Medical marijuana dispensaries in Pennsylvania are bracing for a surge in new customers when vaporizable "flower" — the most popular and recognizable form of cannabis — goes on sale on Wednesday, Aug. 1.
"We're expecting 300 to 400 patients at our Abington store the first day," said Chris Visco, co-founder of TerraVida Holistic Centers. "People will likely be in line at 8 a.m. We're hiring an extra security guard and an extra valet parking person. This is a game-changer."
TerraVida, which also has outlets in Malvern and Sellersville, is among a handful of dispensary chains in the Keystone State that will get the first shipments of the whole-plant product. Gov. Wolf's office confirmed the development late Thursday.
Wolf's spokesman, J.J. Abbott, said several of the state's growers were expected to start shipping the high-potency buds early on Sunday to about a dozen outlets, primarily in the Philadelphia and Pittsburgh metropolitan regions. More stores are slated to come online later this month, he said.
Since the state's medical marijuana program launched in mid-February, patients have grumbled about the limited selection of relatively expensive cannabis oils, pills and tinctures. Flower sales were prohibited.
The introduction of what the state Department of Health calls "dry leaf" into the mix will slash prices. It also provides a more familiar form of the medicine for patients who may be put off by the industry's extraordinarily powerful waxes, shatter, and budder concentrates.
"The price point of the flower will be less than the concentrates because it doesn't have to go through additional processing," said Luke Schultz, a patient advocate who serves on the state's medical marijuana advisory board. "We hope it will be at or slightly above what black market prices are, because the program should be designed to discourage people going to the black market."
Dispensary owners said patients should expect to pay between $10 and $24 per gram, depending on the potency of the cannabis strain, and between $30 and $70 for an eighth of an ounce. The state has requested budtenders to limit sales to each patient at 15 grams a week for the first two weeks.
"We're trying to keep it affordable and not take advantage of anyone," said Rob Stanley, manager of Restore Integrative Wellness Center in Fishtown, which is extending its business hours on Wednesday in anticipation of crowds. "Once the market grows, we hope to be able to further drop our prices."
Buyers, however, won't be able to inspect the flower before buying. The law requires medical marijuana to be sold in opaque, sealed packages. Restore will have about 18 cannabis strains in stock. TerraVida, which dominates sales in the Philadelphia suburbs, expects to have 43 strains on offer.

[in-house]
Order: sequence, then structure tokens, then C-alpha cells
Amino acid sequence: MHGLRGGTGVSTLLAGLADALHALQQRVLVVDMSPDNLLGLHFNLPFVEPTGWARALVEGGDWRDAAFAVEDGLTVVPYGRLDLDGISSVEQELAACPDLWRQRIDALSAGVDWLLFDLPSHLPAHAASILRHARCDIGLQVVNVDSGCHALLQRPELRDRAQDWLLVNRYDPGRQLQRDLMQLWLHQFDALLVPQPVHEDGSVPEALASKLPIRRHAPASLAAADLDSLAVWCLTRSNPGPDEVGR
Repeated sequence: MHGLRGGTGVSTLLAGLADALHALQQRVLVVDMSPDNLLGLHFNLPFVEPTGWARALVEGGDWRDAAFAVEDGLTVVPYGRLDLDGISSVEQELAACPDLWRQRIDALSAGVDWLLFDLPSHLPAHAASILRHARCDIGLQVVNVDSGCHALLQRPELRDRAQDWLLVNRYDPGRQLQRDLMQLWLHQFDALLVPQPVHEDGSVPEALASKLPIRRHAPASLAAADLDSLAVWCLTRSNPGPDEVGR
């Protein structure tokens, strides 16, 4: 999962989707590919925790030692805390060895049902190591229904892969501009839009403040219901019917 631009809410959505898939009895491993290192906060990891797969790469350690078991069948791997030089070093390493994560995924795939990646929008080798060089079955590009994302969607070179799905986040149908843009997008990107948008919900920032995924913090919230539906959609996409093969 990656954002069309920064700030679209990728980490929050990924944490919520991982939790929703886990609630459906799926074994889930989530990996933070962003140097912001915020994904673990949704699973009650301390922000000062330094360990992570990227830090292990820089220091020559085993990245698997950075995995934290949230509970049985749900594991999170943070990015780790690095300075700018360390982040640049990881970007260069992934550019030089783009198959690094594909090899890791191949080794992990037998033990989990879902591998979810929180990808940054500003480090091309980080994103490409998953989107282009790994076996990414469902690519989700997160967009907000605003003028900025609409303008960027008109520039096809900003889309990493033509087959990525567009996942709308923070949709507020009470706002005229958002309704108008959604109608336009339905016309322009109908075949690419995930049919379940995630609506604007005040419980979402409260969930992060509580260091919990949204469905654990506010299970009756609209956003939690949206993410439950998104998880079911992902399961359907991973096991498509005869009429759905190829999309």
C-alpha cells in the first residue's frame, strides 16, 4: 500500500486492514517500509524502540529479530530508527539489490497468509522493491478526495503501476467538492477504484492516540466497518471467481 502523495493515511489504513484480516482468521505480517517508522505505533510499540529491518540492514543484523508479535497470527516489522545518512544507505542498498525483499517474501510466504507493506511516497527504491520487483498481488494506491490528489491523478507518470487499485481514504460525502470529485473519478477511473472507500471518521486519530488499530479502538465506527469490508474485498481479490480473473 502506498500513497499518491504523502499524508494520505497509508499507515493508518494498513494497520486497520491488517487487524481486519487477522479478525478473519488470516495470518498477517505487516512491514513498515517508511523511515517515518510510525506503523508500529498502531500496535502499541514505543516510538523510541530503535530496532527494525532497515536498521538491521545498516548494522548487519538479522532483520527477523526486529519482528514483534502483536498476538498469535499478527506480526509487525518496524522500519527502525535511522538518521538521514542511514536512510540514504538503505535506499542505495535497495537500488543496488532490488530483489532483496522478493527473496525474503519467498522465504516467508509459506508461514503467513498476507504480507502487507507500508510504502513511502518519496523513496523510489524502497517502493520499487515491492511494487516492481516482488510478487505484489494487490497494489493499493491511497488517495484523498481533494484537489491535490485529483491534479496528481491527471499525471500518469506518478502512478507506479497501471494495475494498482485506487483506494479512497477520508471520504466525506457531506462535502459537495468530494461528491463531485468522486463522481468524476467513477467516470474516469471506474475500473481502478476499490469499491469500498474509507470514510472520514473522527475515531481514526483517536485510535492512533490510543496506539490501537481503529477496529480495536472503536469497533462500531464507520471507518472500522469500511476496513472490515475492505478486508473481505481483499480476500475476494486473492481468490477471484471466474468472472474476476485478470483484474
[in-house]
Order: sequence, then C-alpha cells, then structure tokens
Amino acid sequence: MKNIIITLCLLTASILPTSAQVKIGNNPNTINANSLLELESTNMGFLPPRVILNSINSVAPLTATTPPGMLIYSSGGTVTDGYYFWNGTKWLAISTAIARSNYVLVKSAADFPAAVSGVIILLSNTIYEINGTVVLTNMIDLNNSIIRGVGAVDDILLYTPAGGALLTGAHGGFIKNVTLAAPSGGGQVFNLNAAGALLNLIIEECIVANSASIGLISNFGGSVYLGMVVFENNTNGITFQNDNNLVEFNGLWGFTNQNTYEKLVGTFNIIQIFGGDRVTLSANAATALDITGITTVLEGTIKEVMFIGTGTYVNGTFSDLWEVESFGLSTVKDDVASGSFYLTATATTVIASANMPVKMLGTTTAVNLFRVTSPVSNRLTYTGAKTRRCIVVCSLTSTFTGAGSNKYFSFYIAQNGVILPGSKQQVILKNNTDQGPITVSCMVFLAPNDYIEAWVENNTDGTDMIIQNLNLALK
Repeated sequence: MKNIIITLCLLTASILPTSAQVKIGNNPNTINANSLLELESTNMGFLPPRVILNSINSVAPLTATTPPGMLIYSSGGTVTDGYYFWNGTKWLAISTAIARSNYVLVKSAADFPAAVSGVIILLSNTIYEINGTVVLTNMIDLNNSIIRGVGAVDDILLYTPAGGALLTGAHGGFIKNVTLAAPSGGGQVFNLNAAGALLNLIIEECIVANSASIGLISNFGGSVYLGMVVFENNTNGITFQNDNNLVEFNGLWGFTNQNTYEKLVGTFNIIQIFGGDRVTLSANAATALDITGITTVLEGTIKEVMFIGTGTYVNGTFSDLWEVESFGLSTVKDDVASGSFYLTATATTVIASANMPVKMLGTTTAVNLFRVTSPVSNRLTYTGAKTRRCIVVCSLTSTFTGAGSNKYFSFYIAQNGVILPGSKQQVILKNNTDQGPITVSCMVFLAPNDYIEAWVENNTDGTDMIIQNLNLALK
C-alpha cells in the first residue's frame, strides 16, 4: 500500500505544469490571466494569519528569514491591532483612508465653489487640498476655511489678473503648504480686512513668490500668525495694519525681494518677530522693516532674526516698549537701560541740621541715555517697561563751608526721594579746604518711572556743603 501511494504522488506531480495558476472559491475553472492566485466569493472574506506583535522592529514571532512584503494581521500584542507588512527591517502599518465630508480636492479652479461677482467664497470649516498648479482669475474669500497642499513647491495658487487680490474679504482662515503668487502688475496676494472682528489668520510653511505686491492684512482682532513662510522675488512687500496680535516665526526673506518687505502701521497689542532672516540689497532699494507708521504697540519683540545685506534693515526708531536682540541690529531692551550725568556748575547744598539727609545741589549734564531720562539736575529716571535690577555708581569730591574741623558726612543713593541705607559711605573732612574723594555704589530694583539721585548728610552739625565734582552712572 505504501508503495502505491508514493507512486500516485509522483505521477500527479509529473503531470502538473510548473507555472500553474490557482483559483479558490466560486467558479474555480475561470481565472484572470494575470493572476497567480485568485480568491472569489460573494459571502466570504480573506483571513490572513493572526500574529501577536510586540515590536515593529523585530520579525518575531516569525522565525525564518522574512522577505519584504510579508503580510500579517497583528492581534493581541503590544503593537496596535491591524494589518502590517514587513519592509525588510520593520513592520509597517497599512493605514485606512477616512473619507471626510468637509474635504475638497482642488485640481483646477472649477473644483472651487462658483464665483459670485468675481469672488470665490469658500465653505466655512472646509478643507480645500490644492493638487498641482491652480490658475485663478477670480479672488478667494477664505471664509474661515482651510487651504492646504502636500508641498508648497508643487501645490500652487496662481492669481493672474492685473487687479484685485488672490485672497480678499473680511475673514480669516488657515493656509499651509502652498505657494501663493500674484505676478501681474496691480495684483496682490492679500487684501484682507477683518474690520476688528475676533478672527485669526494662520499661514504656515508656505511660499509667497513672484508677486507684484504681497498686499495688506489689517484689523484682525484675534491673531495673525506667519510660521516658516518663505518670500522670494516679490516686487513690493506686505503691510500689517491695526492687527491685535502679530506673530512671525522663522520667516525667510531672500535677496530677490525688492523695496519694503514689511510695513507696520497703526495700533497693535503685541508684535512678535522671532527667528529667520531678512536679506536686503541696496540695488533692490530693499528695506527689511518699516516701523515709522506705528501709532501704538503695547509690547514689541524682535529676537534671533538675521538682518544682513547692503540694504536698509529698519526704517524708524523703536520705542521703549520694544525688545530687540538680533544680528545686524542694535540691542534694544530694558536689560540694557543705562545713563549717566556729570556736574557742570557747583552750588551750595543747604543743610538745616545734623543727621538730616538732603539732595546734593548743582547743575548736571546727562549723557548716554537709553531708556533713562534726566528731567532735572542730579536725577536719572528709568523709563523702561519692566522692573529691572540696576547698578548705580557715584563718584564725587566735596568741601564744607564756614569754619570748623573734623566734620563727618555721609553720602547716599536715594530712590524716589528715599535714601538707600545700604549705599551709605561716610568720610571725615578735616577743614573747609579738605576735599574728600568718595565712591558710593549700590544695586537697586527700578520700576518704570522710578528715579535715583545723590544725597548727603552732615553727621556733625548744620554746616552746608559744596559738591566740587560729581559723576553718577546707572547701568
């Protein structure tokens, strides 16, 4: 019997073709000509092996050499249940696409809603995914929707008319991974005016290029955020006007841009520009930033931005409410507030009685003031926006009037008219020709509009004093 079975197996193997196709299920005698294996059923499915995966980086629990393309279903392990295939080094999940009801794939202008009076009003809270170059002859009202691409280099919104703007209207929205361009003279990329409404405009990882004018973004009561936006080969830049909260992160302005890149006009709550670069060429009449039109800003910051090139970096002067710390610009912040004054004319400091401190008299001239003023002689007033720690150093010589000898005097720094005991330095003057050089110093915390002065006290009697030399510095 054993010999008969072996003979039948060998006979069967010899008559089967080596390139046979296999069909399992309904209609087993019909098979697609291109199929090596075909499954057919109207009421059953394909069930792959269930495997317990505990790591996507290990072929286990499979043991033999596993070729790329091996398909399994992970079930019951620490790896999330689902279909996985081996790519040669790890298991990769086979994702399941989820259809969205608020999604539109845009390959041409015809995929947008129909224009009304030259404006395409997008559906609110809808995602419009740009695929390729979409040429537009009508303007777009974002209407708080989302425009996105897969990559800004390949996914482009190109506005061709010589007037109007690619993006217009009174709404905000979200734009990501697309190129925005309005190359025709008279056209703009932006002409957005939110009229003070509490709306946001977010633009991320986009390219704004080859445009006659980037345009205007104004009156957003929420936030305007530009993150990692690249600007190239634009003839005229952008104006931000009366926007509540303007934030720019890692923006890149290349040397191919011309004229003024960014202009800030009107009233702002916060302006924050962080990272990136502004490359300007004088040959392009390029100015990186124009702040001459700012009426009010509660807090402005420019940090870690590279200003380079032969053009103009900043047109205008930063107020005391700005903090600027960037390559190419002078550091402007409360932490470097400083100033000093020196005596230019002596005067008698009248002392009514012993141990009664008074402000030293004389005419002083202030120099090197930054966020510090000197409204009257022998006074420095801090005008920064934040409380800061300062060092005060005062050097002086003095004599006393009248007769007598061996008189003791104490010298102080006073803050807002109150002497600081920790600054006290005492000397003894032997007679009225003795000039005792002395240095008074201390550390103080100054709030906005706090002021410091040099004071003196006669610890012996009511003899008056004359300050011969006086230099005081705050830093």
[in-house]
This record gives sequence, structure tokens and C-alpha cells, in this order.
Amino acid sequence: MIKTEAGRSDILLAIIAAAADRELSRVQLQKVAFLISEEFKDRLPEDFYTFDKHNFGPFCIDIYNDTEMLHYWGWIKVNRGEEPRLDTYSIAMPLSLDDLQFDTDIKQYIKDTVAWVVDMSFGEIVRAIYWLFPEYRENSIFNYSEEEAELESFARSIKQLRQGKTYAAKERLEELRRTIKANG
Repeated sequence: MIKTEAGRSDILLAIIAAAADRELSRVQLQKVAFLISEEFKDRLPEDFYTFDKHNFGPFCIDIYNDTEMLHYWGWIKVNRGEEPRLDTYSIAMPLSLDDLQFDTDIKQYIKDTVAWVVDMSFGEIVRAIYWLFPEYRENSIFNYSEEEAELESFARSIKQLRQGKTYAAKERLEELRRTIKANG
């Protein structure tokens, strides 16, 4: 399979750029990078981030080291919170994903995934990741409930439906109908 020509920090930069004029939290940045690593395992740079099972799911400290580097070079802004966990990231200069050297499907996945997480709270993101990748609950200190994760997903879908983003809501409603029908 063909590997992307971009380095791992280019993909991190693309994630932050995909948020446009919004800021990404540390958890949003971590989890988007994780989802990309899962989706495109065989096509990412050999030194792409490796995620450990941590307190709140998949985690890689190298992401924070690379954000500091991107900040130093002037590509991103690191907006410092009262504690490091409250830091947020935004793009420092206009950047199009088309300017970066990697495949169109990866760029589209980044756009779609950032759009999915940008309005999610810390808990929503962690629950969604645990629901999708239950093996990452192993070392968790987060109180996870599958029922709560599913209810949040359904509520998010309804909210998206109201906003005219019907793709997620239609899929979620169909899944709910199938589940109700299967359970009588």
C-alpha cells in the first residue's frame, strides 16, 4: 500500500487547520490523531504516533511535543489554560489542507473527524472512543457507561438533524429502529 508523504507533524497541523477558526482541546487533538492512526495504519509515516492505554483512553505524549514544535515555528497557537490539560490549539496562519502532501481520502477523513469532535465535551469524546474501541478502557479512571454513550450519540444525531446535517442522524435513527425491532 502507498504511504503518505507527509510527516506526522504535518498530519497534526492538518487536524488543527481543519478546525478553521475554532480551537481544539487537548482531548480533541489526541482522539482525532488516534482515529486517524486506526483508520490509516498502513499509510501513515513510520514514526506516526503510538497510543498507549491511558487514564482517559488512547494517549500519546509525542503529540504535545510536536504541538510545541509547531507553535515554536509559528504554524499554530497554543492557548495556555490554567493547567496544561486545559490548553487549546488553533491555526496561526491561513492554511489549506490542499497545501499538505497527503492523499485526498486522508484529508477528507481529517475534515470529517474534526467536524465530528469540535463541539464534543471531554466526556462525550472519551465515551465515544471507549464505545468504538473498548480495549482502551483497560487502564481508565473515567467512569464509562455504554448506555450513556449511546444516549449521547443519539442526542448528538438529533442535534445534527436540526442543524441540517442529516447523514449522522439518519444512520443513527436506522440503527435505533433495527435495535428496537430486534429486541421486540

"You can't see it, and you can't smell it in the dispensary," Stanley said. "If you want a look, we'll have high-definition pictures. And they look great."
Physician Sue Sisley, founder of the Scottsdale Research Institute, said flower remains the most affordable and effective form of cannabis.
Oils and concentrates are "suboptimal forms" of the plant, said Sisley, who investigates marijuana's effects on PTSD in veterans and opioid withdrawal. "It's like the difference between an orange and orange juice," she said. "Flower gives you the natural entourage effect. There are 400 bioactive molecules in the plant, 130 plus cannabinoids and dozens of terpenes and flavinoids. The theory is that the molecules all work together. Processing into oils and concentrates strips many of them away."
The grower-processors shipping flower next week include Cresco Yeltrah, Terrapin Pennsylvania, Ilera Healthcare, Holistic Farms, and Standard Farms. Dispensaries in the Philadelphia market with flower for sale will include TerraVida, Restore, Keystone Shops in King of Prussia, Liberty on Krewstown Road in the city's Bustleton section, and Ilera in Plymouth Meeting.
Though flower is traditionally smoked in joints, pipes and bongs, state law explicitly forbids fully burning it. Vaporization, which subjects marijuana to a lower temperature and produces fewer carcinogens, is the only approved method of consuming it. Vaping requires a separate device that may cost up to $199 for a top-of-the-line vaporizer.
"Smoking dry leaf is illegal in Pennsylvania," said Peter Marcus, spokesman for Terrapin Pennsylvania. "If they're caught smoking the product, their patient card could be rescinded.
"Understandably, it would be difficult for the state to enforce such a rule, but patients should still be cautious and be aware the law exists," Marcus said. "For some consumers, they might find vaping to have a cleaner taste and easier on the throat. It's a great method."
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